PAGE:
Westwood Park Block Attracted Families in Early 1920s

This area of the Westwood Park neighborhood was slow to develop after 1913 – until J.C. Nichols took over the marketing. Then the lots sold quickly and the block, from 50th to West 50th Terrace between Wyoming to Westwood Terrace, filled in with solid middle class homes.

A recent aerial photo of the block shows the homes that were built between 1920 and 1930.

Doctors, dentists and lawyers were among the first residents of the Westwood Park block from 50th to West 50th Terrace between Wyoming and Westwood Terrace. They settled in the neighborhood next to salesmen, bank presidents and undertakers in the 1920s as the development of Midtown moved south.

The block is part of what is known today as the Westport Park neighborhood. According to LaDene Morton‘s book The Country Club District, Westwood Park was platted in 1913. As other parts of the Country Club district were attracting new residents, Westwood Park lagged behind. But in 1921, the Nichols Company bought the subdivision from developer L.R. Wright, and sales shot up. In fact, Nichols’ sales in the first year exceed Wrights’ sales in the previous eight.

As part of our Uncovering History Project, the Midtown KC Post is taking a look at each block in Midtown, including a set of 1940 tax assessment photos which is available for many blocks. Today, the Westwood Park block from 50th to West 50th Terrace between Wyoming to Westwood Terrace. Unfortunately, the 1940 photos of this block are not available.

This 1907 Tuttle & Pike map shows the area surrounding today’s block. The block as it stands today is overlaid in light yellow. In 1907, Wyoming, West Terrace and West 50thTerrace had not yet been built. There were no homes on the block that year. L.R. Wright owned half of the land, and E.M. Allen owned the other half.

Homes began to fill the block in the following decade. The 1930 census records show the residences filled with well-off families with an average of one or two children. Only one family of the block still had a live-in servant.

  • 1440 W. 50thTerrace: Alonzo Little, 51, physician; wife Minnie, 49; son Munson W.
  • 1426 W. 50thTerrace:Ralph B. Innis, 36, insurance company counselor; wife Viola, 34; son Ralph, Jr., 12.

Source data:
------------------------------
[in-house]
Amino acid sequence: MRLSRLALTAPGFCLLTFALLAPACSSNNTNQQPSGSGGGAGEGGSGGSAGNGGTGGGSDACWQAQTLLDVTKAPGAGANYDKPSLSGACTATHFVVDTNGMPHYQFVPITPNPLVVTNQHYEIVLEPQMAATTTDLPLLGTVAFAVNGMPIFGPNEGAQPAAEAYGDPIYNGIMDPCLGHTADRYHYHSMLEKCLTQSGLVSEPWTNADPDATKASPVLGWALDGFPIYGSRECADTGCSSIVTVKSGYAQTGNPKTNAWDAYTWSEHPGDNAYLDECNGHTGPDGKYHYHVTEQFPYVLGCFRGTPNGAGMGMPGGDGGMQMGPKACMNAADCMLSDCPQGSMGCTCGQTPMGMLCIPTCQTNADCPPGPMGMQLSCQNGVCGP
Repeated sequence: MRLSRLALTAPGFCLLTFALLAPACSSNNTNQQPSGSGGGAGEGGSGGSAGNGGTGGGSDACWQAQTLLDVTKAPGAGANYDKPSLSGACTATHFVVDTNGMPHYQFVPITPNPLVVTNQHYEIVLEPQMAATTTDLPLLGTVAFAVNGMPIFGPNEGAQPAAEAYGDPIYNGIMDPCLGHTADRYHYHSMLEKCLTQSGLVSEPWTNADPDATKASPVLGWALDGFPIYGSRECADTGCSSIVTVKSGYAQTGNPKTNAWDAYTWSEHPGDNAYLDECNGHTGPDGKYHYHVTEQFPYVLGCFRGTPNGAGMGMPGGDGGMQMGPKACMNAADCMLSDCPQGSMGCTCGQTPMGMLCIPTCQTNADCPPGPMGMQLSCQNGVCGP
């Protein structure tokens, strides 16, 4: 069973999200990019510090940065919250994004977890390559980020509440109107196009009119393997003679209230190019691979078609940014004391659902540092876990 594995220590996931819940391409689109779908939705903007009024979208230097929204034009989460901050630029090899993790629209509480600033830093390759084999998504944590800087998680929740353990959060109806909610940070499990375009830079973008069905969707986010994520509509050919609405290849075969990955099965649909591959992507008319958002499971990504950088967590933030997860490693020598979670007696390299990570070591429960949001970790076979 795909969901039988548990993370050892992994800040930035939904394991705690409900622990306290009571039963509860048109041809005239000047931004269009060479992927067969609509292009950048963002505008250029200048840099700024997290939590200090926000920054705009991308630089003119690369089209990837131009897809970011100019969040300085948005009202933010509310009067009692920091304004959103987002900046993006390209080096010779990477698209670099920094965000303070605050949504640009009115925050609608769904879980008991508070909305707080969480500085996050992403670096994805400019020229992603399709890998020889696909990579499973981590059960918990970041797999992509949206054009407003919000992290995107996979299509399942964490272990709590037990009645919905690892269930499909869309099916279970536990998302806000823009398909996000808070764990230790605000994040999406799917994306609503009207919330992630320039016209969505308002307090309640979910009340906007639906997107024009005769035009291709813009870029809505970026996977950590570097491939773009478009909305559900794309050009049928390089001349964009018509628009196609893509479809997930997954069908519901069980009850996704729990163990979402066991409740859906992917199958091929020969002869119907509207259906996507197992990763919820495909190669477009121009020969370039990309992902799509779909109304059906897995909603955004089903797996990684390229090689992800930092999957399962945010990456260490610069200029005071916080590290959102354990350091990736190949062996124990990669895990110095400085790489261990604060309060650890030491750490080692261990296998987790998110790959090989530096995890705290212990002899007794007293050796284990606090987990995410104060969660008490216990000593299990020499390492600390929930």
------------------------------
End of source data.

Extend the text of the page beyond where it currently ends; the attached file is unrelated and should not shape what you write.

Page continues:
• 1424 W. 50thTerrace: James B. Cudlip, 36, lino salesman; wife Estelle, 32; son J. Robert, 16; daughter Mary Jean, 3.
  • 1416 W. 50thTerrace: Egbert B. Sanders, 35, advertising salesman; wife Virginia, 34; daughter Virginia, 10; daughter Marjorie, 5; lodger Otho Duncan, 25, dentist; lodger James M. Schull, 25, dentist.
  • 1412 W. 50thTerrace: Allen Compton, 30, (illegible) producer; wife Helen, 25; daughter Jo Ann, 1.
  • 1408 W. 50thTerrace: Charles E. McArthur, 32, president of investment bank; wife Ernestine, 32; son Charles E. Jr., 3; servant Mollie Nielson, 34.
  • 1406 W. 50thTerrace:  James E. Eldridge, 55, general builder; wife Addie, 54; daughter Josephine, 26; son James, 24.
  • 1400 W. 50thTerrace:  Elmer B. Silvers, 45, attorney; wife Esther, 46; daughter Jean, 19; daughter Gertrude, 7.
  • 1401 W. 50thStreet: Joseph H. Wittemann, 56, tent manufacturer; wife Helen, 44; son Joseph H., 16; daughter Dorothy, 12; son Richard, 11.
  • 1403 W. 50thStreet: Lena K. Martin, 58; mother-in-law Frederica Martin, 81.
  • 1407 W. 50thStreet: Caleb K. Leedy, 34, attorneywife Agnes H., 33; son William, 1.
  • 1411 W. 50thStreet: Doswell Jones, 51, assistant manager of soap manufacturer; wife Melva, 49; son Chapman, 11.
  • 1415 W. 50thStreet: Morton Holmes, 38, dentist; wife Catherine, 34; daughter Joyce, 11; son Horton, Jr., 6; son Eugene, 2.
  • 1417 W. 50thStreet: Ira E. Gaskill, 43, lease company proprietor; wife Harris, 40; son John, 11; son David, 7; daughter Rosanna, 3; son Robert, 1.
  • 1419 W. 50thStreet: Elizabeth Corusife, 62.
  • 1423 W. 50thStreet: Robert L. Rickettes, 41, bank cashier; wife Helen, 37; sister-in-law Carrie Hammond, hospital office stenographer, 23.
  • 1431 W. 50thStreet: Edward J. Newcomber, 47, undertaker; wife Stella, 45; son Joseph, 22, factory bookkeeper; daughter Virginia, 20; son Walter, 18; son Richard, 17

Historic photos courtesy Kansas City Public Library/Missouri Valley Special Collections.

 Do you have memories or more details about this area of Midtown? Please share them with our readers. Would you like us to focus on your block next week? Send us an email.

 Our book, Kansas City’s Historic Midtown Neighborhoods, is available now at local bookstores and on Amazon.com. Let us know if you want us to come to your neighborhood association or organization’s meeting to share what we’ve learned about Midtown neighborhood history and tell your members how they can help preserve Midtown history. 


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